‘Depeche mode’ inducted into the 2020 rock & roll hall of fame

The story of Depeche Mode is phenomenal. From their earliest work in the early 1980s with Vince Clarke, and their work with keyboardist Alan Wilder from 1982-1994, to the profound lyrics and timeless songwriting of Martin Gore, and the booming baritone vocals of electrifying stage performances in their front man Dave Gahan, in conjunction with collaborations with record producers Daniel Miller, David Bascombe and Mark Ellis, the band has had a roller coaster ride of successes and tribulations. The core trio of the group have relied on each other and their fanatical fans around the world are grateful that Dave Gahan, Martin Gore and Andy Fletcher were able to keep the band together through all of their massive achievements as well as their misfortunes.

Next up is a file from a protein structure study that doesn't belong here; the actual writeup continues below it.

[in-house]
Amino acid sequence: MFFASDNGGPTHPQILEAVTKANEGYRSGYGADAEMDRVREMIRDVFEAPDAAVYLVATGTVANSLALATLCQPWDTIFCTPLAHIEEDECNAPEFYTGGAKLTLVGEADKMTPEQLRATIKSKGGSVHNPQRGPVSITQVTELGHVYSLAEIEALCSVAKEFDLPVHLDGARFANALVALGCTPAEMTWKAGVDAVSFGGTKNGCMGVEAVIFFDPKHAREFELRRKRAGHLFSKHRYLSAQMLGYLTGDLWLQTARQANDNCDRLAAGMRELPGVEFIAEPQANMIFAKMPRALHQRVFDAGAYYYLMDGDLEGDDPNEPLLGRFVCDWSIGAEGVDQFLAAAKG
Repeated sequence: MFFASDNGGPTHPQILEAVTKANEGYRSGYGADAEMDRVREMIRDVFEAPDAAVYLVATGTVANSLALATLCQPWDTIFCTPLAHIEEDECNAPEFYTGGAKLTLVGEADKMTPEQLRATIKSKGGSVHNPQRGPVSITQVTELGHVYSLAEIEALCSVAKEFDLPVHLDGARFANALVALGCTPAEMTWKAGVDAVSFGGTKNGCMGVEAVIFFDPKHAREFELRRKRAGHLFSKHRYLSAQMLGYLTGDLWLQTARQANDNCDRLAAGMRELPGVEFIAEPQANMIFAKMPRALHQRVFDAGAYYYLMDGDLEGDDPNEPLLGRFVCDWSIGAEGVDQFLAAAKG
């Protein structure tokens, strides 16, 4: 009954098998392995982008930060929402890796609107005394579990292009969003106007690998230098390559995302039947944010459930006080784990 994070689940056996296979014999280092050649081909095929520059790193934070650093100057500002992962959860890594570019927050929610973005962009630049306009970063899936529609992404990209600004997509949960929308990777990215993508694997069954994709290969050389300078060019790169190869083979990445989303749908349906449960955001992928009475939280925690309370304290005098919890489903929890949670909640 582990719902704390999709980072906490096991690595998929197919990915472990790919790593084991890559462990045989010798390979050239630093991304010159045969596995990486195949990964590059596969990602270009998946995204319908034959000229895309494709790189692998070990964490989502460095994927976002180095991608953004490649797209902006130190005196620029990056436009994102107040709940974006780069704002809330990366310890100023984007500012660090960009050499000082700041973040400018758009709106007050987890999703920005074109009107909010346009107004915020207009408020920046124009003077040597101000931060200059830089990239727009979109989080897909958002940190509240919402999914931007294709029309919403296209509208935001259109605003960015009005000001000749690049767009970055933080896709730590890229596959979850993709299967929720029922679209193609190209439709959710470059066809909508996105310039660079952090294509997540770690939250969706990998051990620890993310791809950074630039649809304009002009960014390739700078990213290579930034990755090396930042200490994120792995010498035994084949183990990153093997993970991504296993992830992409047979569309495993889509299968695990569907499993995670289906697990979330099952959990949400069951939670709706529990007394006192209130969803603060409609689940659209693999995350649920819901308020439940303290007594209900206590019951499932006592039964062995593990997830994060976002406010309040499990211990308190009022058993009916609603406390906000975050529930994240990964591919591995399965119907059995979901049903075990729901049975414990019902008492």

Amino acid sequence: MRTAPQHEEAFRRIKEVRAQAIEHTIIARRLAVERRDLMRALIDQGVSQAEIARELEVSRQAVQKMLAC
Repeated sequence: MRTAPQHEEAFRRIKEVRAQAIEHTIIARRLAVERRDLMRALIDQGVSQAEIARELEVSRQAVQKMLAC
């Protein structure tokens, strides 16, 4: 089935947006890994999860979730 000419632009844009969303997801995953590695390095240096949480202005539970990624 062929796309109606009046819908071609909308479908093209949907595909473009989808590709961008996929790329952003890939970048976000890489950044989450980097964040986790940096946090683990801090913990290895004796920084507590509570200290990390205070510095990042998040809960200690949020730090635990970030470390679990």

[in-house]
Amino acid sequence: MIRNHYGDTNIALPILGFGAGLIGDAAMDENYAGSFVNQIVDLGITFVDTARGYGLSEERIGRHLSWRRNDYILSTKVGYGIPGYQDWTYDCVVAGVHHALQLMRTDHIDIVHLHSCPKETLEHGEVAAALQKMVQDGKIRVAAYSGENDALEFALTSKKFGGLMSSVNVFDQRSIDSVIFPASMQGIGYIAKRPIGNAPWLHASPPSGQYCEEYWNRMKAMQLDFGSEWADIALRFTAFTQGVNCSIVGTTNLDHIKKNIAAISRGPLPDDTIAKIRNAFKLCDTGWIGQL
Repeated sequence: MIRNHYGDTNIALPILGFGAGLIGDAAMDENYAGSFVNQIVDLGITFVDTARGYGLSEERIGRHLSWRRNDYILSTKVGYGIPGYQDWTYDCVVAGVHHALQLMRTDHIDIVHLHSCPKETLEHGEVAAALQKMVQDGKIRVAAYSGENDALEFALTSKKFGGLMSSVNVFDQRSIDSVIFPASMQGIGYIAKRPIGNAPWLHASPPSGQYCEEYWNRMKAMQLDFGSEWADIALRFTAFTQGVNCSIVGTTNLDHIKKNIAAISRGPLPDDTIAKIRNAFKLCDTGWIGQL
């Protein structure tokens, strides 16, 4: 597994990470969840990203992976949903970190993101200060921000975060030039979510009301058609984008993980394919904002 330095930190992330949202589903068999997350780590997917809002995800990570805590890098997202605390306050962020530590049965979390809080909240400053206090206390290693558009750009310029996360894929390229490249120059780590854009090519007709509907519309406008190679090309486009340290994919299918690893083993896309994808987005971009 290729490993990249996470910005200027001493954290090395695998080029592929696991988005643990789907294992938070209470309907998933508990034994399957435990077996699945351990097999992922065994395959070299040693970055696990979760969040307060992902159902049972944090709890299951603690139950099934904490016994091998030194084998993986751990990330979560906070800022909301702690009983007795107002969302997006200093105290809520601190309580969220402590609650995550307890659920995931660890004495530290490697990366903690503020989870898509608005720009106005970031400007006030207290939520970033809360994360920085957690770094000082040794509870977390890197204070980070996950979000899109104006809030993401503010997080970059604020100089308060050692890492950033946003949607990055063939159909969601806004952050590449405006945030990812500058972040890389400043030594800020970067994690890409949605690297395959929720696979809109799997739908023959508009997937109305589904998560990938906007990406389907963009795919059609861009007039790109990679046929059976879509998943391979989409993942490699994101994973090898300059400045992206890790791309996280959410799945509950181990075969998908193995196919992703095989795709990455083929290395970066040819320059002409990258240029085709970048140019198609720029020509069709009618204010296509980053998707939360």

Martin Gore’s meaningful lyrics contributes to their depth and his bass guitar drives fans crazy, especially when he jams the beat to their masterpiece, Enjoy the Silence. Martin Gore’s words stroke the heart and provoke the mind in a beautifully melancholic way. Dave Gahan’s voice is intensely concentrated, especially in their 2001 release of their 10th studio album, Exciter, where he sings subtly with captivation on their best track, When the Body Speaks. He has such a deep and profound voice that one can easily feel his requests and commandments through the lyrics. When Dave steps off the stage, Martin shines with songs like Blue Dress from the bands best selling album, Violator, which sold over one million copies when it was released in 1990. Or, how about when Martin Gore sings the darker, electronic synth version of Depeche Mode in their 5th studio album, Black Celebration, where he performs the track Question of Lust with ethereal beauty, or when he performs Judas from their best ranked album, Songs of Faith and Devotion, which reached #1 on the Billboard 200 in 1993, with such passion and emotion. The history behind the recording of Judas is controversial, apparently it is when he and Alan Wilder had major creative differences. Their 9th studio album, Ultra, is an album that’s not talked about enough, and he did the same thing on that record with The Bottom Line; writing and performing a meaningful song that can be interpreted by being about God or being under the whims of a woman.